Leading Management Companies Ranked by Revenue
Where the Numbers Come From...
The number that determines each company’s place in the Top 50 is its domestic top-line revenues for the most recently completed fiscal year (in millions of dollars). Because most companies operate on calendar years, they show a 2011 figure. In the few cases where 2012 fiscal numbers are available, we’ve used that figure. Next year, FM will move the Top 50 to March when most 2012 numbers will be available, and this data will be updated. Where numbers are not available, FM estimates are based on known accounts and other information.
FM’s annual profiles of the 50 largest U.S. foodservice management companies is limited to those that operate significant manual foodservice operations (e.g., specialists primarily in catering or vending are not included).
The 2012 Top 50 has five new companies, including a prominent new force in the sports concessions segment: Legends Hospitality Services, formed only four years ago and now with sufficient volume to make it #13 on our list. Another prominent addition is Southwest Foodservice Excellence (#24), which joins two other newcomers, Opaa Food Mgt. (#34) and Revolution Foods (#39) in illustrating a new emphasis on the K-12 segment by the contract community.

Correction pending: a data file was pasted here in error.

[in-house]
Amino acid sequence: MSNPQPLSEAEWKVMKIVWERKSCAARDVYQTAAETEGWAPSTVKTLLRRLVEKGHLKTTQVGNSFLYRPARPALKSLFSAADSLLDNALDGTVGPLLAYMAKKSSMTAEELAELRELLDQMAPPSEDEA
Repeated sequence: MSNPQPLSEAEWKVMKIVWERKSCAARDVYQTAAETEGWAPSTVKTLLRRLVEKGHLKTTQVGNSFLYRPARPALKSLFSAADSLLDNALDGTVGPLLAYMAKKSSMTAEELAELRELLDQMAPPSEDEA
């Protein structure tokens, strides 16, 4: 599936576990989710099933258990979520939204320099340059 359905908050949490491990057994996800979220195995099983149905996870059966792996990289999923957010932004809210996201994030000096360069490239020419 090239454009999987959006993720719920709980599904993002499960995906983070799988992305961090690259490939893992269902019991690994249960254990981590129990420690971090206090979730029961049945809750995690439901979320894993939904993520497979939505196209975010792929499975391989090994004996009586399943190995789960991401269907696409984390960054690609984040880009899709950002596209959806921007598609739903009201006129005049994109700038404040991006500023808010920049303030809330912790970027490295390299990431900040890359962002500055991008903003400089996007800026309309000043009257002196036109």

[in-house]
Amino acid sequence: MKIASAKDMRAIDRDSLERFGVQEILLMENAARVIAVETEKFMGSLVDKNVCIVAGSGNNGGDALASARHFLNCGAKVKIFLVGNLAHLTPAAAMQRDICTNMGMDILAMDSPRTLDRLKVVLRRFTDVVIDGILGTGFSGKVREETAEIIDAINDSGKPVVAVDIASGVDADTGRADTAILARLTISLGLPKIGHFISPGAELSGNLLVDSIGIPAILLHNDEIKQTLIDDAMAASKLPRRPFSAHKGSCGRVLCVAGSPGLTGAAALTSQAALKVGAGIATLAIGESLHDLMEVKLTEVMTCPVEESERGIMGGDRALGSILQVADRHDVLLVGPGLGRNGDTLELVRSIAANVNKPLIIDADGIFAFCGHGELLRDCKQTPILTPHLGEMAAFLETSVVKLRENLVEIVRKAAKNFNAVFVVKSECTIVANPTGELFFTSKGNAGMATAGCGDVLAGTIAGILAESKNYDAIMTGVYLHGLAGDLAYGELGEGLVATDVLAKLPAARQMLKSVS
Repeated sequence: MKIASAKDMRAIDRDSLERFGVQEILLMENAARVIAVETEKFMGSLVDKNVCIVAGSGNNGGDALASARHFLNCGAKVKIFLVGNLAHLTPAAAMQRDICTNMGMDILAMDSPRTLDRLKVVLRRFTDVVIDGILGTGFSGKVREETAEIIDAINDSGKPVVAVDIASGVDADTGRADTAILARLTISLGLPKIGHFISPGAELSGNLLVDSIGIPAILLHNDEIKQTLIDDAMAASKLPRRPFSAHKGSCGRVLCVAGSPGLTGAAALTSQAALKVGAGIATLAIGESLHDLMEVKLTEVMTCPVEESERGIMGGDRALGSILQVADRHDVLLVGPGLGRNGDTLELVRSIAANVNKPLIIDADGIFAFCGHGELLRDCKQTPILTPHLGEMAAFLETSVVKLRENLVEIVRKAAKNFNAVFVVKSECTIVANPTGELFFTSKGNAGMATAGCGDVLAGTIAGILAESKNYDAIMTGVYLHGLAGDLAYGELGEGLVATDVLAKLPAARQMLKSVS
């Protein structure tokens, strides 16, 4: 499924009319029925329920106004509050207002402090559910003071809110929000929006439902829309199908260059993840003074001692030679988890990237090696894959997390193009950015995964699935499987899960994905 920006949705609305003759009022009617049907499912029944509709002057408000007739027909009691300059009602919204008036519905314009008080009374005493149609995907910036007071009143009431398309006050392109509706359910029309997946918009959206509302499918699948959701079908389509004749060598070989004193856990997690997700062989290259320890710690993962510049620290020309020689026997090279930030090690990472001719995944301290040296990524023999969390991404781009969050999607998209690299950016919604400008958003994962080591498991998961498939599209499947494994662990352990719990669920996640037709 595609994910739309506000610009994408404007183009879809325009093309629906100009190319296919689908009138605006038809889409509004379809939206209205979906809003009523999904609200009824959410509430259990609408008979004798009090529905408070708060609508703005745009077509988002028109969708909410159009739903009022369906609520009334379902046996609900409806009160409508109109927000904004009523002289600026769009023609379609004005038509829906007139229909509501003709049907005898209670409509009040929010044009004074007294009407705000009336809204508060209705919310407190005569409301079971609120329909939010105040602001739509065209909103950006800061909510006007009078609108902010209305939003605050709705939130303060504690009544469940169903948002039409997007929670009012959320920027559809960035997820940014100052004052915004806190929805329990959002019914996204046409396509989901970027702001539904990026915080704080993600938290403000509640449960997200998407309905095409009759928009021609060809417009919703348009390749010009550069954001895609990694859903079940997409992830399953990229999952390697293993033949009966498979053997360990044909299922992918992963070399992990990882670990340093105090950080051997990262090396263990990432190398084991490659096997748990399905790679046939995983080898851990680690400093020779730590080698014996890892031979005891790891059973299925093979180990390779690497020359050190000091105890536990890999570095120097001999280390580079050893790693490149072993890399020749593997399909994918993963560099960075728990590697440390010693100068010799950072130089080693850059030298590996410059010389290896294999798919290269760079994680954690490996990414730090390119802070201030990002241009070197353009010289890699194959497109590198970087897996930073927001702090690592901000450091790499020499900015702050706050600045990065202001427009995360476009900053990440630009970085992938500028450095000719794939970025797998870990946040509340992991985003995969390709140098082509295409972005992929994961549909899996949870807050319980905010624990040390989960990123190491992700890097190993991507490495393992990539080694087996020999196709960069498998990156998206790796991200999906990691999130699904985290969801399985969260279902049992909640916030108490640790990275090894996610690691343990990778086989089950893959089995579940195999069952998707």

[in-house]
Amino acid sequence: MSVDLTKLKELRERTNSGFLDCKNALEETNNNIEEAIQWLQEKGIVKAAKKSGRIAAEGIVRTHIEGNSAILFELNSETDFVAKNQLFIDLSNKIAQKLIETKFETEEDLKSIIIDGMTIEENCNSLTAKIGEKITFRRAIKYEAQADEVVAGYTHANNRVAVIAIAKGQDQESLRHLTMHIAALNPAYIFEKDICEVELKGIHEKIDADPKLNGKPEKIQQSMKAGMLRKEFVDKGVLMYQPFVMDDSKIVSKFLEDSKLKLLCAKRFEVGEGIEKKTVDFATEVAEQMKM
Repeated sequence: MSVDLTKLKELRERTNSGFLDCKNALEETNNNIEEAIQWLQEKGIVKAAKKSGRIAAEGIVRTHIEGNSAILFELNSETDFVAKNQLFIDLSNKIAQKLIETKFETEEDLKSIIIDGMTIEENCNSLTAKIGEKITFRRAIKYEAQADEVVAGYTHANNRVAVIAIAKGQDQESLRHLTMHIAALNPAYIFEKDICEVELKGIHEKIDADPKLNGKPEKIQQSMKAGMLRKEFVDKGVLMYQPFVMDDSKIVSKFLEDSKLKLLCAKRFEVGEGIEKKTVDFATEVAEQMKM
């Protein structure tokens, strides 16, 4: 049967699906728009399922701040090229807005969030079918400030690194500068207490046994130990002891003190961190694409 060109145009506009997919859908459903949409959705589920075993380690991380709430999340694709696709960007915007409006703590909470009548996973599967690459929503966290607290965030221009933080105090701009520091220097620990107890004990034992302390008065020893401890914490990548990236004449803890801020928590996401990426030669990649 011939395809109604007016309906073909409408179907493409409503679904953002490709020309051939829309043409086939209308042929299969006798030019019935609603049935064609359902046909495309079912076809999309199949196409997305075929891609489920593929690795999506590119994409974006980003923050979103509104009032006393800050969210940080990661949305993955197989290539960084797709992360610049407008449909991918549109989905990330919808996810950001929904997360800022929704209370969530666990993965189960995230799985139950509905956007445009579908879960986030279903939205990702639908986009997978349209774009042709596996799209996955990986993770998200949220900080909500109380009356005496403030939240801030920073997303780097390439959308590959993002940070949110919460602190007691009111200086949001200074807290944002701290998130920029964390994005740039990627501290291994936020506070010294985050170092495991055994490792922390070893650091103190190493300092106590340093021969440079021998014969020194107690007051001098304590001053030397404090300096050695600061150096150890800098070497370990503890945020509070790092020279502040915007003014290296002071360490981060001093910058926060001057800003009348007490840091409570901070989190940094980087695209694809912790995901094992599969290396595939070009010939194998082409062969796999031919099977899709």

While the broad economy continues to sputter, the Top 50 grew by over $2 billion, led by #1 Compass Group, which accounted for about half that total by itself. Other big gainers included #2 Aramark (up $414 million), #4 Delaware North (up $300 million) and #9 Trusthouse Services Group (up $116 million). The latter is expected to double that total next year once it absorbs its recent acquisition, #15 Valley Services (and its nearly $200 million volume).
FM’s Top 50 is limited to firms that operate significant manual foodservice operations, so companies that are, for example, exclusively vending specialists or caterers are not included. Onsite foodservice is a remarkably varied industry encompassing operations in a wide variety of environments, so one should review the business summaries for each company to get a more accurate picture of its market activity rather than simply drawing conclusions based simply on its position on the Top 50. Revenue rank doesn’t always tell the whole story because contract terms may obscure the scope of what is being managed.